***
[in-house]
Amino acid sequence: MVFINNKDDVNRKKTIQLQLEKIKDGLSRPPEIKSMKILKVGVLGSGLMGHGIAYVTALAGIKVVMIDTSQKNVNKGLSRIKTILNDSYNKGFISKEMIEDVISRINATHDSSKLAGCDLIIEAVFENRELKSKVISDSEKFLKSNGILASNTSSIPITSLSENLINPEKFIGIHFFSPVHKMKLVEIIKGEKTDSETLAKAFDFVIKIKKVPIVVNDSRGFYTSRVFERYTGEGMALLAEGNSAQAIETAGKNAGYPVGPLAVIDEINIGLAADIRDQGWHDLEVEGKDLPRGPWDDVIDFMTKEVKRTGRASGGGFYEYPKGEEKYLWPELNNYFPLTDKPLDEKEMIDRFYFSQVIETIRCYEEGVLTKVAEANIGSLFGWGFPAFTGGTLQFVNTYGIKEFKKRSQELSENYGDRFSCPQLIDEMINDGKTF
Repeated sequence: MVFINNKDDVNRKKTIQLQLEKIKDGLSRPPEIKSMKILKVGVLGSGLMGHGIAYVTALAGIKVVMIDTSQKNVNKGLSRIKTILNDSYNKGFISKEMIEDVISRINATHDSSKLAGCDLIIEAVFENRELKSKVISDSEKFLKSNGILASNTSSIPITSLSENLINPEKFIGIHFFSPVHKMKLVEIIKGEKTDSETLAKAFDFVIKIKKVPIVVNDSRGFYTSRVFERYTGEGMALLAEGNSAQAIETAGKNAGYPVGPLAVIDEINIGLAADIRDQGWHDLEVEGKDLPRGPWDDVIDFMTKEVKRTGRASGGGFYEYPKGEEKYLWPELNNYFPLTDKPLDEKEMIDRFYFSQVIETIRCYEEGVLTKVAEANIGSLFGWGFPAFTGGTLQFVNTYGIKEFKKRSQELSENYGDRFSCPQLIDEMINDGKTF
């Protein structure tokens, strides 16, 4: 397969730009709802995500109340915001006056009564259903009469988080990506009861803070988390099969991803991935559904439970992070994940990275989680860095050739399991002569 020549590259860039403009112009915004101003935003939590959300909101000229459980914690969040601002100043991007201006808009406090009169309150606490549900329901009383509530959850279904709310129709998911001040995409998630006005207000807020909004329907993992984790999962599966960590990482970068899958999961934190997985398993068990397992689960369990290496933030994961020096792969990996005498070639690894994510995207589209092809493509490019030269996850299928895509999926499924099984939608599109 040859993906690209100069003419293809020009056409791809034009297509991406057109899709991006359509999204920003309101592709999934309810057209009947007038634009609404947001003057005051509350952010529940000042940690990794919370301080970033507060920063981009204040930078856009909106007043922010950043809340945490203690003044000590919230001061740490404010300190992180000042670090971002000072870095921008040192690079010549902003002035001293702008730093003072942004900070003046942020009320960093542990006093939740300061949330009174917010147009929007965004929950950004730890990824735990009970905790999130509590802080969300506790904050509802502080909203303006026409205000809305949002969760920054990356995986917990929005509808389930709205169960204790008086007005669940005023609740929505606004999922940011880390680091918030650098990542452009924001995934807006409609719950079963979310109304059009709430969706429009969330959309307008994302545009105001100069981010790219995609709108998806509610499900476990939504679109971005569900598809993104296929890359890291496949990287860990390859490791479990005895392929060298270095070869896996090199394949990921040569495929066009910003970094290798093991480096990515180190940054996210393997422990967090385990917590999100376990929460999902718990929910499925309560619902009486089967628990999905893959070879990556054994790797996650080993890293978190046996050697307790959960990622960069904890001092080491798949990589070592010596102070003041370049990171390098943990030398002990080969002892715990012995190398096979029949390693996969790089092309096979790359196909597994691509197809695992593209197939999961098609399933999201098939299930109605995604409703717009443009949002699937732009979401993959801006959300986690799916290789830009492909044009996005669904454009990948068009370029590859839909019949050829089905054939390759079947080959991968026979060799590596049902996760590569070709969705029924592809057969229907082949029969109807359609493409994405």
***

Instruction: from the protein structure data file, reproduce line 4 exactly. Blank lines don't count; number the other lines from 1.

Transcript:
């Protein structure tokens, strides 16, 4: 397969730009709802995500109340915001006056009564259903009469988080990506009861803070988390099969991803991935559904439970992070994940990275989680860095050739399991002569 020549590259860039403009112009915004101003935003939590959300909101000229459980914690969040601002100043991007201006808009406090009169309150606490549900329901009383509530959850279904709310129709998911001040995409998630006005207000807020909004329907993992984790999962599966960590990482970068899958999961934190997985398993068990397992689960369990290496933030994961020096792969990996005498070639690894994510995207589209092809493509490019030269996850299928895509999926499924099984939608599109 040859993906690209100069003419293809020009056409791809034009297509991406057109899709991006359509999204920003309101592709999934309810057209009947007038634009609404947001003057005051509350952010529940000042940690990794919370301080970033507060920063981009204040930078856009909106007043922010950043809340945490203690003044000590919230001061740490404010300190992180000042670090971002000072870095921008040192690079010549902003002035001293702008730093003072942004900070003046942020009320960093542990006093939740300061949330009174917010147009929007965004929950950004730890990824735990009970905790999130509590802080969300506790904050509802502080909203303006026409205000809305949002969760920054990356995986917990929005509808389930709205169960204790008086007005669940005023609740929505606004999922940011880390680091918030650098990542452009924001995934807006409609719950079963979310109304059009709430969706429009969330959309307008994302545009105001100069981010790219995609709108998806509610499900476990939504679109971005569900598809993104296929890359890291496949990287860990390859490791479990005895392929060298270095070869896996090199394949990921040569495929066009910003970094290798093991480096990515180190940054996210393997422990967090385990917590999100376990929460999902718990929910499925309560619902009486089967628990999905893959070879990556054994790797996650080993890293978190046996050697307790959960990622960069904890001092080491798949990589070592010596102070003041370049990171390098943990030398002990080969002892715990012995190398096979029949390693996969790089092309096979790359196909597994691509197809695992593209197939999961098609399933999201098939299930109605995604409703717009443009949002699937732009979401993959801006959300986690799916290789830009492909044009996005669904454009990948068009370029590859839909019949050829089905054939390759079947080959991968026979060799590596049902996760590569070709969705029924592809057969229907082949029969109807359609493409994405």